Today, we are talking to Martin Trokenheim, an illustrator from Sweden. Martin worked as a professional illustrator, abandoned and then rediscovered drawing, and started rocking with MyPaint and then with Krita.
Martin, how did you start drawing?
I started drawing as soon as I could hold a crayon in my hand. It has always been one of my interests. As a 70s-80s kid, I read a lot of comics and saw many cartoons. This inspired me much, and drawing was a way to expand those worlds to make my own interpretations. Early fan art I guess you could call it!
“Ronja, the Robber’s Daughter, a couple of years after the events in the book by Astrid Lindgren.”
I never really drew any comics myself, I’m not a storyteller, but my illustrations are clearly inspired by comics. Other inspirations were science fiction and role playing. And to be honest, not much has changed since then.
“Roleplaying game Mutant inspired lynx.”
A lot of artists I’ve seen work in more or less same style. You seem to jump between different styles quite a bit :) How does it help you as an artist?
I variate my style because I easily get inspired by other illustrators. There are simply so many fun ways of drawing, and it is worthwhile to explore art. Also, sometimes all I need is to discover a new brush to drive me to do something I haven’t tried before. Or maybe it comes down to that I haven’t settled with my skill. I’m driven by getting better and it includes exploring styles.
“Helping a friend with a thing.”
Who are some of the artists you follow and look up to?
Some of my all time favorite artists are Tove Jansson (who created Moomin and made all illustrations), Moebius, and Pierre Christin. But since I started using Instagram, I’m amazed by all talented artists there — both amateurs and professionals. Some of these new acquaintances are CreatureBox, Matías Bergara, and Craig Thompson.
“Practicing some things on Friday night.”
Do you do commissioned artwork?
My previous occupation was illustrator, and I worked as that for many years. Unfortunately, my pleasure to draw declined, I stopped draw what I like, I ceased to be inspired. Realizing the unhealthy connection between drawing and working made me stop doing commissions.
“A dear friend of mine @amilcar.ok is an music artist in Argentina. I’ve illustrated one of his album before and he asked me to help him again with the new one.”
Later on, during my career, I started working with other things and suddenly I started drawing again on my spare time. With no one controlling my drawing anymore, the fun reappeared and now I want to reclaim all those missing years I did not draw. Thanks to this, my skills have improved and it’s pleasant again.
“A fake comic cover about Jones after #aliens, hunting bugs with his Android friend.”
What has led you to Krita?
Being introduced to digital drawing, I tried every possible software I could find. For a time I used Photoshop and Painter. But I’m also a big fan of free and open source software, which eventually made me a Linux user (I use Ubuntu today).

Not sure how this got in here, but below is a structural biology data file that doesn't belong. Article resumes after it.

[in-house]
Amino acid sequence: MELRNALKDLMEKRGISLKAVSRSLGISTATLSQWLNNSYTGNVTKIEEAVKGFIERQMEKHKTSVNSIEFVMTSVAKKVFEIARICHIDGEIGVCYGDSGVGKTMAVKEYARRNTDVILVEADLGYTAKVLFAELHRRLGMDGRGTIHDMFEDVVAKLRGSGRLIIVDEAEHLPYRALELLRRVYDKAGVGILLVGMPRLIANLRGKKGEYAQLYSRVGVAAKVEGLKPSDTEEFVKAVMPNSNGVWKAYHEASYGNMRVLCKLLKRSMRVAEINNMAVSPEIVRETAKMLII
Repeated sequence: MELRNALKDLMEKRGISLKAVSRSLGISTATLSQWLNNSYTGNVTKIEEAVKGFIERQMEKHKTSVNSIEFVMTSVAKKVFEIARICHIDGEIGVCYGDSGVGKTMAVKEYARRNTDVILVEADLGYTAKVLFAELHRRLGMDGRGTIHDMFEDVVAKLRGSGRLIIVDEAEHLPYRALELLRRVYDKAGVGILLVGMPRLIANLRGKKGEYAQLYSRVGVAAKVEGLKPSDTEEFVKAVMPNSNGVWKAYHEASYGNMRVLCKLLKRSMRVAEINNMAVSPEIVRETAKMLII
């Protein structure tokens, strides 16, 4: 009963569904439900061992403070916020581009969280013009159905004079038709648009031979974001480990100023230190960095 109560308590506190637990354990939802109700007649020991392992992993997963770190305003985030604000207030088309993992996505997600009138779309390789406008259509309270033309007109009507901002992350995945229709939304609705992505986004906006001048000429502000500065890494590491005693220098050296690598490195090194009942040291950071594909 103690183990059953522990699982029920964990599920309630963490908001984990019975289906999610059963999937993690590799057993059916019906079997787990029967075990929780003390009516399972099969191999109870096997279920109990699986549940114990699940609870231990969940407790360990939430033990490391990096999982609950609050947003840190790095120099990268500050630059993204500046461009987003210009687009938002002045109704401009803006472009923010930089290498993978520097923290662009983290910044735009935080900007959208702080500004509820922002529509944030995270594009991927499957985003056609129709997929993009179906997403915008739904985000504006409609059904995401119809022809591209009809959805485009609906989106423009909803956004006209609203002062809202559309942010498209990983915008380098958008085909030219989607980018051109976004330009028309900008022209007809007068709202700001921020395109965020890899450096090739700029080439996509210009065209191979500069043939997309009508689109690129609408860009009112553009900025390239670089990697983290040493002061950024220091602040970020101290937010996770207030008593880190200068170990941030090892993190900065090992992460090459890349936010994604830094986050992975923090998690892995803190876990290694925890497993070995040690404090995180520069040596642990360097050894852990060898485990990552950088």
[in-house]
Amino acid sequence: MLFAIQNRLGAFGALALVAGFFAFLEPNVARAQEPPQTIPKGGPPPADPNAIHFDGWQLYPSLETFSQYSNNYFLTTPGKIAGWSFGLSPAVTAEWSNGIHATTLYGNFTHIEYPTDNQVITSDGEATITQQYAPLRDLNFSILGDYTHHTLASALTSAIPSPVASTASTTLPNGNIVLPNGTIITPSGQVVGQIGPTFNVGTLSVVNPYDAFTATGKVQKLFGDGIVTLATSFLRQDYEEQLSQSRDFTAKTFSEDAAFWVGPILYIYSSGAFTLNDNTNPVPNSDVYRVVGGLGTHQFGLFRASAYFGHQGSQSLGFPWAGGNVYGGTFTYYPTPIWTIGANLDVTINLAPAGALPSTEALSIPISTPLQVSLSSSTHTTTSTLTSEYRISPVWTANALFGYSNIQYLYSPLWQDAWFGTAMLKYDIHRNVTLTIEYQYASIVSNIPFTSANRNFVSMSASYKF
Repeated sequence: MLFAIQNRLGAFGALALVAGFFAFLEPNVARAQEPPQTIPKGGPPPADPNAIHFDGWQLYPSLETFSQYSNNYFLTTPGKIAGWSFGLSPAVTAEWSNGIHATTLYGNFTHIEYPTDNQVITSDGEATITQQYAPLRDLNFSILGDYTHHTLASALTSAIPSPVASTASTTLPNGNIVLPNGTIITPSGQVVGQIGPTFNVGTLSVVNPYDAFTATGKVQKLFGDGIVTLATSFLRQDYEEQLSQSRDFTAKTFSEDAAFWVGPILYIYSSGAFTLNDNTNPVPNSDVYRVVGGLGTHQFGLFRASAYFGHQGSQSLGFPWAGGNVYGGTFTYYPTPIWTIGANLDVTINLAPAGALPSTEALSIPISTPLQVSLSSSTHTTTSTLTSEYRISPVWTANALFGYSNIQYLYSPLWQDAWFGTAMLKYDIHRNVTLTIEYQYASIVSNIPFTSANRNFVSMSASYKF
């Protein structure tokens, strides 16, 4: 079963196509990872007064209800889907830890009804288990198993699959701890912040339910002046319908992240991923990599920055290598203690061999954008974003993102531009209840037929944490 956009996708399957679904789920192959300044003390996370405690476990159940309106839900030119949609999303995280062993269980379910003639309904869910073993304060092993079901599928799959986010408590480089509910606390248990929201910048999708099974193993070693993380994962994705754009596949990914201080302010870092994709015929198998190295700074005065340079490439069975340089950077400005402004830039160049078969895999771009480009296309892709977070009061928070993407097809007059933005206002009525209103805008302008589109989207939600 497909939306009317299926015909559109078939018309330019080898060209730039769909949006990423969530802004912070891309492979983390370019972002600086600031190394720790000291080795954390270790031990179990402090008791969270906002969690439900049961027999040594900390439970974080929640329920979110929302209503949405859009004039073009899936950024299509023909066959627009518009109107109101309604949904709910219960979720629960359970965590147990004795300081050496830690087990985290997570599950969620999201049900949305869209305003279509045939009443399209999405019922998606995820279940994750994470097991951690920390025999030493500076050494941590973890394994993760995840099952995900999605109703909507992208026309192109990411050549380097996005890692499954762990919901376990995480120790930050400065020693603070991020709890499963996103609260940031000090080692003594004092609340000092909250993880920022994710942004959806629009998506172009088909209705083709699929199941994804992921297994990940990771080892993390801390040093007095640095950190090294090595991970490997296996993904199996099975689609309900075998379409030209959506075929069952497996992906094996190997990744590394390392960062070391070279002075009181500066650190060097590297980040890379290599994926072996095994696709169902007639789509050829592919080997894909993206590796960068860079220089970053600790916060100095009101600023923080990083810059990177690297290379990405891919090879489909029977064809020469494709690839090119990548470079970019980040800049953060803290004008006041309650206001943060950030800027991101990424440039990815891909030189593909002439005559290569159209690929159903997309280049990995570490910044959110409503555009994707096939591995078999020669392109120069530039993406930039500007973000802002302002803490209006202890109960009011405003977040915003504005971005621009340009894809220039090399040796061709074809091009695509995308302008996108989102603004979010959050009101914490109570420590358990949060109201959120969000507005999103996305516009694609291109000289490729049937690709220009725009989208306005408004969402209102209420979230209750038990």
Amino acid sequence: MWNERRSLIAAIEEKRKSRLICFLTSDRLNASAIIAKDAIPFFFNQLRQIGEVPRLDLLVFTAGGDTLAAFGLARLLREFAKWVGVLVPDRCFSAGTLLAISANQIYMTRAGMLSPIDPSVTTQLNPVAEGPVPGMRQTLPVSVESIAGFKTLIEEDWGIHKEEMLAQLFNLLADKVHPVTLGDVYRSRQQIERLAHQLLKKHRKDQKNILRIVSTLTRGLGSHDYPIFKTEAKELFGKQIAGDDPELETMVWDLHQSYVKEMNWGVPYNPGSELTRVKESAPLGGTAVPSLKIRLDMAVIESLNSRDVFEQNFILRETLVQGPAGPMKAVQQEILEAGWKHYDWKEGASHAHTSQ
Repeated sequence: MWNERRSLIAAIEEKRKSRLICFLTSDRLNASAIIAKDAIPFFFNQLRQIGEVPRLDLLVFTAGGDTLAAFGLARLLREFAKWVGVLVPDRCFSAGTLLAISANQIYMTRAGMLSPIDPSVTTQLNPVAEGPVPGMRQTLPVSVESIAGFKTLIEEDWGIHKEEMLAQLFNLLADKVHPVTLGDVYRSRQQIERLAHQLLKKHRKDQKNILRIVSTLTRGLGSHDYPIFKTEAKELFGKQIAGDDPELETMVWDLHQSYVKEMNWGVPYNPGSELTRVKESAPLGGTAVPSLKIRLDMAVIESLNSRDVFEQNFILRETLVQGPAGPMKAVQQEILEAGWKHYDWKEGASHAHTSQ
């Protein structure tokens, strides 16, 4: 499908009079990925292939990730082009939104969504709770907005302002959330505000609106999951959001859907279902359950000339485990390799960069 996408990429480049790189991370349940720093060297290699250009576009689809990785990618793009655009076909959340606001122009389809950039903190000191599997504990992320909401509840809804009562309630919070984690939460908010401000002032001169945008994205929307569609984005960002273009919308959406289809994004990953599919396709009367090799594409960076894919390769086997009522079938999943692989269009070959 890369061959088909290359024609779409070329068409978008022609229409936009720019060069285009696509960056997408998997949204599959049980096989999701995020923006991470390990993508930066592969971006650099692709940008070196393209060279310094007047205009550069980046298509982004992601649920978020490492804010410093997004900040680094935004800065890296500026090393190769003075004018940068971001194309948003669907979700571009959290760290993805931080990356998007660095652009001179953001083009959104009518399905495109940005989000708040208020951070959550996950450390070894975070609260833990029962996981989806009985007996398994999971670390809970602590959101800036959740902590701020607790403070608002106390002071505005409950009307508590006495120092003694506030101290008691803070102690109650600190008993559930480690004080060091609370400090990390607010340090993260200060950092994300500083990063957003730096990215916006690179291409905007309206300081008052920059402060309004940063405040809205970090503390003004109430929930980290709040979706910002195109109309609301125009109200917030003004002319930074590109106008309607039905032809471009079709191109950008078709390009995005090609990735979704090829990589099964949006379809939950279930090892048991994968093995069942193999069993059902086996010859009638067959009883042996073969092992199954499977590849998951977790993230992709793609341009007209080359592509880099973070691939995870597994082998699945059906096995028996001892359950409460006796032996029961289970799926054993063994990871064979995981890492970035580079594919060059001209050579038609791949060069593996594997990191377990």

It didn’t take much time to find Krita, and I haven’t looked back since then. Krita is perfect. I’m a former Photoshop user, and Krita felt comfortable to take the step, the user interface is intuitive, and the brushes are a delight to use. Not only that, the regular releases and the responsive developers makes Krita future proof and constantly intriguing.
“Rogen Brigge was one of the most famous Zone scavengers of Hindenburg.”
But you’ve also used MyPaint a lot in the past, right?
I truly love Mypaint, I think their brush engine is superior and drawing is a charm. But I have abandoned MyPaint mainly because of two reasons:
- There are not many brushes to choose from. They are now old and would need a update, just like Krita did this year. And there are no good downloadable ones either.
- I often need to adjust details during my work, move a hand, scale a head, or skew something. Or do some color adjustments. There are no such things in Mypaint.
So everything feels with MyPaint feels like a standstill in 2018. I hope they will develop some day.
“Solar eclipse in Sweden today, but what did we get? Fifty shades of grey, boooh!!! Next opportunity 2039!”
What’s your favorite thing in Krita?
It’s fast brushes, even in big sizes. Blending is fast and smooth. Delay is a rare thing, I can concentrate on drawing and wont get stressed by hardware limits. But a new favorite I discovered recently are the guides. They have helped me a lot when drawing regular shapes like cylinders and straight lines.
“I redrew an old futuristic amazon design from 2001.”
If there was one single thing you would want Krita developers to do, what would it be?
I often use many layers so naturally the interface is important to work fluent and fuss-free. I think that there are small things and glitches in the layer window that could be improved. But I must say, during the years Krita has improved to an very impressive piece of software, and bugs I’ve found disappear in every new release. So it is probably only a matter of time until this will be resolved.
Some futuristic Valkyrie.
You can follow Martin Trokenheim on Instagram.